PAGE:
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Famous ex-coach Hardin dies
Coach Wayne Hardin left CHS to achieve national fame
Wayne Hardin
Former Ceres High School football coach Wayne Hardin left Ceres in the 1950s and went on to achieve college coach fame. - photo by Contributed to the Courier

Former Ceres High School coach Irving Wayne Hardin, who went on to become a nationally recognized college football coach, died April 12 in Abington, Pa., after suffering a massive stroke. He was 91.

"He didn't mess around," remembered Kenny Leuenhagen, a 1953 graduate of Ceres High School. "I mean, he came to coach. He came out of COP and was only about eight years older than the rest of us."
Bob Earl, another 1953 graduate of Ceres High remembers Hardin "being a real mentor to a lot of kids."

"What I remember is he was more than just a coach."

Harden served as the head football coach at the U.S. Naval Academy from 1959 to 1964 and at Temple University from 1970 to 1982, compiling a career college football record 118-74-5. Hardin led the Navy to appearances in the 1961 Orange Bowl and the 1964 Cotton Bowl Classic, and coached two midshipmen to the Heisman Trophy - Joe Bellino in 1960 and Roger Staubach in 1963.

Hardin's last win over Army was in 1963, when he won, 21-15, with the help of three touchdowns by fullback Pat Donnelly and the quarterback Staubach.

After leaving as the Navy coach, Hardin coached the Philadelphia Bulldogs of the Continental Football League, leading the team to a championship in 1966.

Hardin was inducted into the College Football Hall of Fame as a coach in 2013.

Hardin was born in Smackover, Ark., to Blanche and Wayne Hardin on March 23, 1926 and attended high school in Stockton. He played college football at the College of the Pacific under Hall of Fame coach Amos Alonzo Stagg and successor Larry Siemering. Hardin himself won 11 varsity letters in college before graduating in 1950. He was inducted into the College of the Pacific's Athletics Hall of Fame in 1998.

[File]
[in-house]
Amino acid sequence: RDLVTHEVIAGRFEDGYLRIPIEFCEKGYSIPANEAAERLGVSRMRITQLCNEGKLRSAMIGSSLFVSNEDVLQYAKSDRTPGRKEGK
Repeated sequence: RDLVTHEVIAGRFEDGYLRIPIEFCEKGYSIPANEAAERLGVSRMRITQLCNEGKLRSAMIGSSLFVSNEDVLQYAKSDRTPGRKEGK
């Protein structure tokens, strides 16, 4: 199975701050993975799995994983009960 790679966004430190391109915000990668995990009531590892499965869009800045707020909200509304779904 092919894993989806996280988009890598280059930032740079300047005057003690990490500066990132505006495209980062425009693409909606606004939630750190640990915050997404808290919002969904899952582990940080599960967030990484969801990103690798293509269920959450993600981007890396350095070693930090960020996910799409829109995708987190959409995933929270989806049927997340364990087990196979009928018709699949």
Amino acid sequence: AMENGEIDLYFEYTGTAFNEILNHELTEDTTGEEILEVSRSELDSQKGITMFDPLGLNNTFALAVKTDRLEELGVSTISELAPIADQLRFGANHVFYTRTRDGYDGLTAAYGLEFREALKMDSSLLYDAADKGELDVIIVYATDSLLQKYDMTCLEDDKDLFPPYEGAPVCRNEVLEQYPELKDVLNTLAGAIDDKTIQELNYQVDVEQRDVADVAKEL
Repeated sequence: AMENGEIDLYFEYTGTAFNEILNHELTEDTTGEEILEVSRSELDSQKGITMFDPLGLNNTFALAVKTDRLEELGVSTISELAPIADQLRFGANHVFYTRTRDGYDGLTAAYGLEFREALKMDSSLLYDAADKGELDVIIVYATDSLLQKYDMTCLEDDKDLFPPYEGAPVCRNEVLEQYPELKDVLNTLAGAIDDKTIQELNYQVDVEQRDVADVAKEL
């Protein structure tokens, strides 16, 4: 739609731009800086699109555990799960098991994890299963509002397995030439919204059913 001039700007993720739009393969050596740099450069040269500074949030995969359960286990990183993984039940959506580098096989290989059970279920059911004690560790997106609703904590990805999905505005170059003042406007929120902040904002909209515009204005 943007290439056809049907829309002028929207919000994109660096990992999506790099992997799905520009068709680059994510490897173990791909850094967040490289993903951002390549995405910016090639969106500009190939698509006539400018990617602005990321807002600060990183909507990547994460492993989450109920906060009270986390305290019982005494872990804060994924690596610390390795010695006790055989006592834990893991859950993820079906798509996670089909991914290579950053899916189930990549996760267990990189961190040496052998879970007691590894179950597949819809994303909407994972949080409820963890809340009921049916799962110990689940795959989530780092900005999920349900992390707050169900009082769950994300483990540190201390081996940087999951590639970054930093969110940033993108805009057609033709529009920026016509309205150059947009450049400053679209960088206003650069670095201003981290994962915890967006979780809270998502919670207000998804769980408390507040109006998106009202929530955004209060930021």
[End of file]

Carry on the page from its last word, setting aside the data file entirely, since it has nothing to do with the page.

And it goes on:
After serving as a student assistant coach in 1949 at Pacific, Hardin began his professional coaching career in 1950, coaching football and basketball at Ceres High School.

Hardin returned to his alma mater in 1952 as the backfield coach under Ernie Jorge. He then moved on to Porterville Community College where in two seasons as head football coach, 1952 and 1953, he tallied a mark of 9-8.

In 1955, Hardin was hired as an assistant football coach at the U.S. Naval Academy under Eddie Erdelatz.

From 1959 to 1964, Hardin was the head coach at Navy, where he compiled a 38-22-2 record. His Navy teams posted five consecutive wins against archrival Army, a feat not surpassed until 2007 when Paul Johnson's Navy squad won their sixth consecutive contest in the Army-Navy Game.

Hardin was the head coach at Temple from 1970 to 1982, where he compiled an 80-50-3 record. His 80 wins are the most in school history. Hardin coached numerous future professional players at Temple including New York Jets defensive lineman Joe Klecko, Pittsburgh Steelers tight end Randy Grossman, Kansas City Chiefs cornerback Kevin Ross, San Diego Chargers linebacker Bill Singletary, and New York Jets quarterback Steve Joachim, who won the Maxwell Award in 1974 playing for the Owls. Under Hardin, Temple's school-record 14-game winning streak over two seasons from 1973 into 1974 was the longest Division I winning streak at the time.

Hardin's 1979 squad was the most successful in Temple football's history. The team went 10-2 and finished the season ranked #17 in both major polls, the only Temple team to finish a campaign ranked. The 1979 team concluded their season with a victory in the 1979 Garden State Bowl over heavily favored Cal. Temple did not return to a bowl game until the 2009 season.

Hardin's career college record was 118-74-5.

Hardin also spent time as a color commentator for CBS Sports for the Baltimore Colts.

His marriage to the former Patricia Bell ended in divorce. His second wife, Jane McCausland, passed away a few years ago. He leaves behind daughter Sheri Hardin, sons Gary, Greg and Richard Hardin, and five grandchildren.